Biogas: China’s Solution for Energy, Health and Environment
July 23, 2014
- With encouragement from the government, millions of rural Chinese now use biogas for fuel.
- A World Bank-supported project is helping five provinces speed up their biogas programs.
- Biogas also delivers significant environmental benefits in rural China.
Gongcheng, China – Farmer Ou Yuqun, 57, is a member of the Yao ethnic group in Gongcheng, located in the Guangxi Autonomous Region in southwest China. All her three children are grown up. Last year she moved to a new house where she feels relaxed and happy.
There is something else that makes her even happier–the new biogas system installed in her house.
She cooks with biogas; some of the lights in her house are powered by biogas; the house’s toilet waste goes to a digester; and the slurry from the digester fertilizes the vegetables she plants in the backyard.
“This biogas system is great!” she says.
Bringing Sufficient Energy and Better Health
The “great” system Ou talks about is part of the World Bank-supported Eco-farming Project. Since 2008, the project has benefited around 500,000 rural households in 64 counties in five provinces–Anhui, Chongqing, Guangxi, Hubei, and Hunan. Through the project, biogas digesters and stoves were installed in homes, animal sheds, toilets and kitchens built or rehabilitated to accommodate the system.
Tang Fuluan, director of Gongcheng’s Bureau of Agriculture, said the biogas project is very much suited to local conditions. Ou’s and neighboring villages plant persimmon trees which produce high-value specialty fruit. Households also raise poultry and pigs and the year-round warm and humid weather is conducive for growing many plants.
Residue from processing persimmons, weeds pulled from the groves, animal manure, and human waste are all thrown into biogas digesters, delivering vital energy to rural communities, said Tang.
“I use biogas to cook all the three meals of the day,” Ou said.
Jiang Liangde, also a villager of Gongcheng, shares the sentiment.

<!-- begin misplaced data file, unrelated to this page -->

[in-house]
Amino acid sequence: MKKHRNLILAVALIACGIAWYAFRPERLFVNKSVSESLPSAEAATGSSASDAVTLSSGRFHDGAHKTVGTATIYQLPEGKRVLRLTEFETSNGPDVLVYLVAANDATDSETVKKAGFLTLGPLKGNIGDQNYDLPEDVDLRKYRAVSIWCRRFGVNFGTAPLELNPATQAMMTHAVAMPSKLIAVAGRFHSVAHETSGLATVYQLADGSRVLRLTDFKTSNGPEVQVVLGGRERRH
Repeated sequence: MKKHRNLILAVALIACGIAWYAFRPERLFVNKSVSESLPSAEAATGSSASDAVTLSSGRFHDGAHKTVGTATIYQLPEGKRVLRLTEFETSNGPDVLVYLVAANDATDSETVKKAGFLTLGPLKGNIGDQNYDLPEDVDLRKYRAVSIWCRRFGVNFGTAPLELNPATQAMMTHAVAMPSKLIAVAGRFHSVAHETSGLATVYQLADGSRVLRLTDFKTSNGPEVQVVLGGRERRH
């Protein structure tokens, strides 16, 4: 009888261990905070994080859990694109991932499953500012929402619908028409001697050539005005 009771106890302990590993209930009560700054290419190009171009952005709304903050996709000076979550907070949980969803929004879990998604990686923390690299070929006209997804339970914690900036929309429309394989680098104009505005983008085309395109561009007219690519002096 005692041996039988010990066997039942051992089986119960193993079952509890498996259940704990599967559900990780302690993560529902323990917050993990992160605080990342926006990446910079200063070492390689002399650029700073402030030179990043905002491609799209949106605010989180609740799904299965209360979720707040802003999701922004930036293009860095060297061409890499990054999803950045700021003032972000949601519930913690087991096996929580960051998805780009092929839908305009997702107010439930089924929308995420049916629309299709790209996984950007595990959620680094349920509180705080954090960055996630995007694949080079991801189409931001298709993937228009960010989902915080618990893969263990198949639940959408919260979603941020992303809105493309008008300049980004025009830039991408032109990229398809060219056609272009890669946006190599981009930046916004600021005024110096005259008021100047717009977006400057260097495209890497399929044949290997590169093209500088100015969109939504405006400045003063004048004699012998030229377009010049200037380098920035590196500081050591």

Jiang, 60, lives by himself. His three sons have all moved to cities and his wife recently went to stay with one of them to help take care of a newborn grandchild.
He grows rice, tangerines, peanuts, and watermelon and uses slurry from the biogas system as fertilizer.
After work, he makes “oil tea” (a local drink similar to broth) for himself using biogas.
“It is very efficient,” he said. “In just a few minutes, I can enjoy the tea. And what I get every day is more than I can use.”
Thanks to the project, Jiang also got a new toilet. “The toilet used to be a small shed. Lots of flies flew around. Now it is modern and clean. The flies are gone,” he said.
Before switching to biogas, local farmers used firewood they collected from the persimmon groves as fuel for cooking.
“I still remember the days when I picked up firewood while my bulls grazed. Very tough work! It took me 2-3 hours a day,” Ou said. “There was lot of smoke when we burned firewood. The smoke made my grandchildren cry. Now my kitchen is clean and smoke-free, which is also good for our health.”
There was lot of smoke when we burned firewood. The smoke made my grandchildren cry. Now my kitchen is clean and smoke-free, which is also good for our health.”
For Ou and her fellow villagers, biogas means convenience, less work and less smoke. But the project has even more benefits.
“In the bigger picture, it means using less fossil fuel and reducing the emission of greenhouse gases,” said Cao Wendao, a senior agricultural specialist with the World Bank.
On average, a biogas digester would annually reduce 2.83 tons of CO2 emission. Assuming that in carbon trade, per ton of CO2 emission is priced at RMB79 ($12), biogas unites at the mature stage of the project would displace about 1.55 million tons of greenhouse gases, generating a value of RMB 122.7 million (US$ 20 million) per year, Cao said.
Biogas replacing firewood also helps prevent deforestation. And using slurry from the digesters as fertilizer reduces farmers’ use of chemical fertilizers and helps maintain soil quality, according to Tang, the Gongcheng agricultural official.
The environmental benefits do not stop there.
In Gongcheng, like many rural areas in China, animal farms are a growing industry. But the improper disposal of animal waste poses a big problem: it pollutes waterways and the waste naturally emits methane, a greenhouse gas 23 times more potent than carbon dioxide.
So “biogas management companies” were established to solve this problem.
“For example, just in our township alone, there are about 50 pig farms. Without treatment, pig waste causes pollution,” said Fan Jiaqiang, who works with a biogas management company.
“Our company signed an agreement with pig farms to help dispose the waste which we bring to farmers to feed their biogas digesters. This way, we ensure adequate supply of waste for biogas and also reduce pollution caused by large pig farms,” he said.
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